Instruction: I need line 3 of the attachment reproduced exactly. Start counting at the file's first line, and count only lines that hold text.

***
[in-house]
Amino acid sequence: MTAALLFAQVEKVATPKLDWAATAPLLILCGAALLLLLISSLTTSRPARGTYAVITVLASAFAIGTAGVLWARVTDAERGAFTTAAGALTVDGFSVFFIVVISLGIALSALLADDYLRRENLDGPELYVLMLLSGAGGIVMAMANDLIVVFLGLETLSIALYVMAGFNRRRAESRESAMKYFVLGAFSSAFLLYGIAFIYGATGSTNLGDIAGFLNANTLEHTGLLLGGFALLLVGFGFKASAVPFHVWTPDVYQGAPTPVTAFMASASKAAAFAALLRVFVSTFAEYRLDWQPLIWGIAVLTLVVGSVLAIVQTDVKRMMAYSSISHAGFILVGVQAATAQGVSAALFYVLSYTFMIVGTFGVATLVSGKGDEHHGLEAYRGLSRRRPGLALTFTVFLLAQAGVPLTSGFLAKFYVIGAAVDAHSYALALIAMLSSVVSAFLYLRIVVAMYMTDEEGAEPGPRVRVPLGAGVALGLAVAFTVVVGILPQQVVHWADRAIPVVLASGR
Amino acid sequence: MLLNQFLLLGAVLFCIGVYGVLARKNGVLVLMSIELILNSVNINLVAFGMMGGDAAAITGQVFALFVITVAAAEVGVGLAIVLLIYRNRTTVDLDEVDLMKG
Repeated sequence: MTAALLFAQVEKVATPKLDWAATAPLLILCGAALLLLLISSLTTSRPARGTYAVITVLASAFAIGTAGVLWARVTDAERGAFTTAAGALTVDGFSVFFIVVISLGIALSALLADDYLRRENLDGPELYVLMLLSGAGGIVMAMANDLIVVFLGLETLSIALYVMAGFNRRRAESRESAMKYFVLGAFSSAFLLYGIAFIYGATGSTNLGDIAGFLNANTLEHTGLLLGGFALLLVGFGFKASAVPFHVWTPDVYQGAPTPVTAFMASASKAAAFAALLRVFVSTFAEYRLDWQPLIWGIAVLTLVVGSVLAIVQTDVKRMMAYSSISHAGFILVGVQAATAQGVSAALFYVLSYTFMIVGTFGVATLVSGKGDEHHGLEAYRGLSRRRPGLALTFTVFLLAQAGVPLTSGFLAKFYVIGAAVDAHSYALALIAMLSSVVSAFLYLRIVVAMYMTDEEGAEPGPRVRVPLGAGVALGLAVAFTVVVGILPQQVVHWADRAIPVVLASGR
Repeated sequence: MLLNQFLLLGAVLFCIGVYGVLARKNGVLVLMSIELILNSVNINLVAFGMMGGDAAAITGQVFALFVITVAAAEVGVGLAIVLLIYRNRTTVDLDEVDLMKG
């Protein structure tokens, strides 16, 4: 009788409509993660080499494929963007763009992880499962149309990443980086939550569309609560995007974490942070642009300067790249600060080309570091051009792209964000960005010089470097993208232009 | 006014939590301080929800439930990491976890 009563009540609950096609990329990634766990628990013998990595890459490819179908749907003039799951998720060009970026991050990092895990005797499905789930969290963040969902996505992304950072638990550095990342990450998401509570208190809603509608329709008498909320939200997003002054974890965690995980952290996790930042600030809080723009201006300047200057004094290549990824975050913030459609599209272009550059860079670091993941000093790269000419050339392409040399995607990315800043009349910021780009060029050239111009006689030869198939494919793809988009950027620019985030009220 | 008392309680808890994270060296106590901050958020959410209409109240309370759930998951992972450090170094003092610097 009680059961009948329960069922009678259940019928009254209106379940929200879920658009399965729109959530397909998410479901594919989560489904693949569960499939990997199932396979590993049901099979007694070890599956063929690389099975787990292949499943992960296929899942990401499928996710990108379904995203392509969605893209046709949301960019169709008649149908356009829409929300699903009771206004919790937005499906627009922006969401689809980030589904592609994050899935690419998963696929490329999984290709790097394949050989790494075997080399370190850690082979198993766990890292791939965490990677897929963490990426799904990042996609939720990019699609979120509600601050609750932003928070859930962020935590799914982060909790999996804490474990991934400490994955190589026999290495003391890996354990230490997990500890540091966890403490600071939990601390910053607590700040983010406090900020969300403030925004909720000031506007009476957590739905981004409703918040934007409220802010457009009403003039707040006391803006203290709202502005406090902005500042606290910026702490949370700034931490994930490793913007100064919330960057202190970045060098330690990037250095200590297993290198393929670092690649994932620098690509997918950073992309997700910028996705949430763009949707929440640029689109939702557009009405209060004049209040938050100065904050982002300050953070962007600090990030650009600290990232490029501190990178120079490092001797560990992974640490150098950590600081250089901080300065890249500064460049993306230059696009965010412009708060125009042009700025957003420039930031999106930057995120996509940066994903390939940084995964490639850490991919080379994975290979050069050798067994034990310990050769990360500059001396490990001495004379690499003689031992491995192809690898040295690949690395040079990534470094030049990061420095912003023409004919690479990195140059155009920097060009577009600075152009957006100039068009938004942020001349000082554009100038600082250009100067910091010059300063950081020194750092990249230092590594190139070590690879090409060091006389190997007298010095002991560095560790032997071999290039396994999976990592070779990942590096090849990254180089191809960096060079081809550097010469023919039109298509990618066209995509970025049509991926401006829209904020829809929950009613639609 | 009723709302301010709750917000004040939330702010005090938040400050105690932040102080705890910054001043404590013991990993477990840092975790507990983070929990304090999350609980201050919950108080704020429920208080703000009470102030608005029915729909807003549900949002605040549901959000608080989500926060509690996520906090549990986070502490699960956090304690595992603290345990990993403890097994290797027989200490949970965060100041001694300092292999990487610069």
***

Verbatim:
Amino acid sequence: MLLNQFLLLGAVLFCIGVYGVLARKNGVLVLMSIELILNSVNINLVAFGMMGGDAAAITGQVFALFVITVAAAEVGVGLAIVLLIYRNRTTVDLDEVDLMKG